One of my favorite songs by Harry Connick Jr. includes the line, “It may be hard to believe, hard to comprehend but baby, you didn’t know me when.” This may sound strange but I think of that line whenever I have had the privilege to interview someone who served in World War Two. Over the past 15 years I have had the great fortune to interview 6 veterans who, as one would expect, have all been late in their years. Sitting across from these aged men, I marvel at their wartime photographs and I admit it can be difficult to imagine them serving in that war. Their fit bodies, hairlines, smooth faces and upright posture are long gone but their incredible stories remain.
“It may be hard to believe…”
I often find myself staring in disbelief at what these men accomplished in their youth. After all, they saved the world. Hours of conversation always leave me in awe no matter where they served. But I have noticed something through these interviews. Unlike most other physical features, rarely do a person’s eyes change over time. Those eyes remain a glow through a black and white portrait in their 1943 military uniform just as they do today in khakis and a Milwaukee Brewers sweatshirt. And it is through those eyes that I as a oral historian, try to imagine what they saw during their war years. Those eyes are the link for me to relive stories that have included the last moments on a sinking aircraft carrier at Midway, stealing booze from a Nazi general’s Italian chalet or an African American soldier driving a tank by the Leaning Tower of Pisa.
“…Hard to Comprehend…”
Most recently, I met Sergeant Ray Nelson who was a gliderman in the famous 82nd Airborne Division. Ray was 95 when I met him to discuss his exploits during the Second World War. He looked as any grandpa should as he sat comfortably in his recliner watching baseball with the sound raised incredibly loud.
Ray landed in a glider behind the Normandy Beaches as a part of the D-Day invasion on June 6-7th, 1944. A bridge over the Merderet River near la Fiere, France was a critical roadway that the Allies needed to control in order to prevent Nazi infantry and panzer reserves from reaching the beaches. The battle that erupted at that bridge is described by historians as “combat comparable in every way to that experienced by those who stormed Omaha beach.” At one point in this battle Ray’s battalion had stalled on the bridge, lying flat on the stone road, under immense fire from heavy German guns. Ray rose up along with a few others and charged forward into that hellfire. His comrades followed. Over 60 men died and another 530 were wounded during this fight which was a huge Allied success. After the battle, Ray described walking through a nearby apple orchard and seeing the American dead on one side of the road and the Germans, “stacked like cordwood,” on the other.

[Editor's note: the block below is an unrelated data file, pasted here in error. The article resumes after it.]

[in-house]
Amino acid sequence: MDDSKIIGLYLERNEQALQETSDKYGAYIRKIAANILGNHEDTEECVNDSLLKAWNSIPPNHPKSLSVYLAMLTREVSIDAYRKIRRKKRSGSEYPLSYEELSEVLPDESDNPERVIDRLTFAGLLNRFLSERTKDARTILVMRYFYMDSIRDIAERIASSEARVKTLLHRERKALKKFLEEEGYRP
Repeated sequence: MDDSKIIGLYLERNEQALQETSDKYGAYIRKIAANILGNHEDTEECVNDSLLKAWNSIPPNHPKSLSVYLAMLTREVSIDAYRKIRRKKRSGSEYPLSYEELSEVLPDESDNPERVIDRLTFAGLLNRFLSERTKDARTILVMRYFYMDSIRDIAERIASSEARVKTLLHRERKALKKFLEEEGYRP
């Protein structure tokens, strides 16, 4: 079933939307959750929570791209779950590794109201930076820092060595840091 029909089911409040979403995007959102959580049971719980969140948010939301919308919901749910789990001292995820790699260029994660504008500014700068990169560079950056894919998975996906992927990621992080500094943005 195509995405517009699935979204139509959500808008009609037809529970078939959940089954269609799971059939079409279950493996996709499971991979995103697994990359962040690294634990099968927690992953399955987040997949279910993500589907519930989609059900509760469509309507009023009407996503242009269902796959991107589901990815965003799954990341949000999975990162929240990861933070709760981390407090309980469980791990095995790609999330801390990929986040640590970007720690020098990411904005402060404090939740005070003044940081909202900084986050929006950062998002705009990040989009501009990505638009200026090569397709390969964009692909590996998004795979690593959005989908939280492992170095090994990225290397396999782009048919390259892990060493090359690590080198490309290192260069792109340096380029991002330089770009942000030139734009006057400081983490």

Ray continued to fight admirably in Operation Market Garden. There his shoulder was wounded but he refused to leave the field until he knew his soldiers were safe. He earned the Purple Heart and Silver Star for his bravery. After a stay in a hospital, Ray rejoined his comrades for the final push into Germany where he liberated a Nazi Concentration camp and eventually met up with Russians to end the war outside Berlin. Before he left Europe, he managed to play baseball, one of his passions, in stadiums that once hosted huge Nazi rallies.
“…you didn’t know me when.”
There are more stories with greater details than I provide here which will be put into his final oral history project. I simply wanted to reflect on Ray and his passing a few weeks ago. It is fitting that this old soldier, a few months shy of 99 years old, died days away from the 70th Anniversary of the war’s end in Europe. At his funeral this weekend an eulogist stated that Ray and that World War II generation have left “footprints for us to follow.” Those words hit me as I sat in the pew next to my young boys. I admit it is both sad and scary to see men like Ray and the other veterans like Buddy, Skip I interviewed leave us because they did so much. How can we match their efforts? But then I recalled almost every interview I had when each of those heroes stated how scared they were at times or how they prayed to not have to continue the war in one way or another. Although it is hard to imagine, those old vets were once young too with lots of questions. They did not know what the future held but they sure worked and fought as hard as they could when they had to, when it mattered. Another of Ray’s eulogists stated that the Greatest Generation should also be described as one of “great humility.” Ray and the others did not ask for the glory given to them. Indeed, he was reluctant to tell his stories and be named a hero. Maybe that is because he did not want his generation’s legacy to appear unattainable to those that follow; their footprints be too large for others to even attempt to walk in them.